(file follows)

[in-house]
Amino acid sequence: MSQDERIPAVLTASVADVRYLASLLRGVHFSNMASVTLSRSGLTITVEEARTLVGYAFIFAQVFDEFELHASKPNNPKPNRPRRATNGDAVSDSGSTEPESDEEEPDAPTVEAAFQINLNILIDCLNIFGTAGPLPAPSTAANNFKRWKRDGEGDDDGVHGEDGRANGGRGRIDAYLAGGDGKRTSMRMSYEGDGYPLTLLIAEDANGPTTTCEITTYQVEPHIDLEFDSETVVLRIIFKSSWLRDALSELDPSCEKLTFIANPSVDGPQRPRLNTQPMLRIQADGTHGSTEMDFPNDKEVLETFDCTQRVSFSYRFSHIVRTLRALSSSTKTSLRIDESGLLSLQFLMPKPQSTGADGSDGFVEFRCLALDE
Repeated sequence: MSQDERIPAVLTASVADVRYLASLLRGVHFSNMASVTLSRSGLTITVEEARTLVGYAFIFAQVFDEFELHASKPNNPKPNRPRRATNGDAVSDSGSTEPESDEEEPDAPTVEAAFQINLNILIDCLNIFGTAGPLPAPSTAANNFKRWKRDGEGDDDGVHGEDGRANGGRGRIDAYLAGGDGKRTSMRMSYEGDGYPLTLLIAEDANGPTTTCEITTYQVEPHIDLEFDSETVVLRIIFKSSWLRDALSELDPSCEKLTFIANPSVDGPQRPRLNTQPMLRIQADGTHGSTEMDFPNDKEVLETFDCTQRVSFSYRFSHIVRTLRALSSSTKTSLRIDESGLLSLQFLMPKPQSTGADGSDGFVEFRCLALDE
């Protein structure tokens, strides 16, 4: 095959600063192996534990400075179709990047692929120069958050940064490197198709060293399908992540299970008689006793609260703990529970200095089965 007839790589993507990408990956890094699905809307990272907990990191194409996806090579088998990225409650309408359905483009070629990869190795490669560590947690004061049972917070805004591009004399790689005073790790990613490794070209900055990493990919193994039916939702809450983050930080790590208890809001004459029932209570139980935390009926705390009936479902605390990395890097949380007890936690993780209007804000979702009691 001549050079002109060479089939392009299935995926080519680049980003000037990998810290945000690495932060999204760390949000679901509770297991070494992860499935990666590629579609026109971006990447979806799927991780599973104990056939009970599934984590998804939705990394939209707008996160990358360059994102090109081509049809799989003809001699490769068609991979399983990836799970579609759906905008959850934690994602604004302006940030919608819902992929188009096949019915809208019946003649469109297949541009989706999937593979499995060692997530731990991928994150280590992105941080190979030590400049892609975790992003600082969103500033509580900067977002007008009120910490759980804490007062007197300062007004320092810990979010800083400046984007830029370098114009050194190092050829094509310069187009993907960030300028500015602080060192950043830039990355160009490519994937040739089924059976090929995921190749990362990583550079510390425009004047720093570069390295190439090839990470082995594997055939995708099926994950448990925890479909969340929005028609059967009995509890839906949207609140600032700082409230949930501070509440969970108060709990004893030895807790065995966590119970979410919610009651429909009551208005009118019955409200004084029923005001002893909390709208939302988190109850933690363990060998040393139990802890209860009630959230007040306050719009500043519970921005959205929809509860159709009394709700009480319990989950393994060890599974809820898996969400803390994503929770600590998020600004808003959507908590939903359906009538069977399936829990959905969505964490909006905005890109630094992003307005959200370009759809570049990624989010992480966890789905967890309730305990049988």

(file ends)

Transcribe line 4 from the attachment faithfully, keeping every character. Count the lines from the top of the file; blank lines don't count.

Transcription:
């Protein structure tokens, strides 16, 4: 095959600063192996534990400075179709990047692929120069958050940064490197198709060293399908992540299970008689006793609260703990529970200095089965 007839790589993507990408990956890094699905809307990272907990990191194409996806090579088998990225409650309408359905483009070629990869190795490669560590947690004061049972917070805004591009004399790689005073790790990613490794070209900055990493990919193994039916939702809450983050930080790590208890809001004459029932209570139980935390009926705390009936479902605390990395890097949380007890936690993780209007804000979702009691 001549050079002109060479089939392009299935995926080519680049980003000037990998810290945000690495932060999204760390949000679901509770297991070494992860499935990666590629579609026109971006990447979806799927991780599973104990056939009970599934984590998804939705990394939209707008996160990358360059994102090109081509049809799989003809001699490769068609991979399983990836799970579609759906905008959850934690994602604004302006940030919608819902992929188009096949019915809208019946003649469109297949541009989706999937593979499995060692997530731990991928994150280590992105941080190979030590400049892609975790992003600082969103500033509580900067977002007008009120910490759980804490007062007197300062007004320092810990979010800083400046984007830029370098114009050194190092050829094509310069187009993907960030300028500015602080060192950043830039990355160009490519994937040739089924059976090929995921190749990362990583550079510390425009004047720093570069390295190439090839990470082995594997055939995708099926994950448990925890479909969340929005028609059967009995509890839906949207609140600032700082409230949930501070509440969970108060709990004893030895807790065995966590119970979410919610009651429909009551208005009118019955409200004084029923005001002893909390709208939302988190109850933690363990060998040393139990802890209860009630959230007040306050719009500043519970921005959205929809509860159709009394709700009480319990989950393994060890599974809820898996969400803390994503929770600590998020600004808003959507908590939903359906009538069977399936829990959905969505964490909006905005890109630094992003307005959200370009759809570049990624989010992480966890789905967890309730305990049988």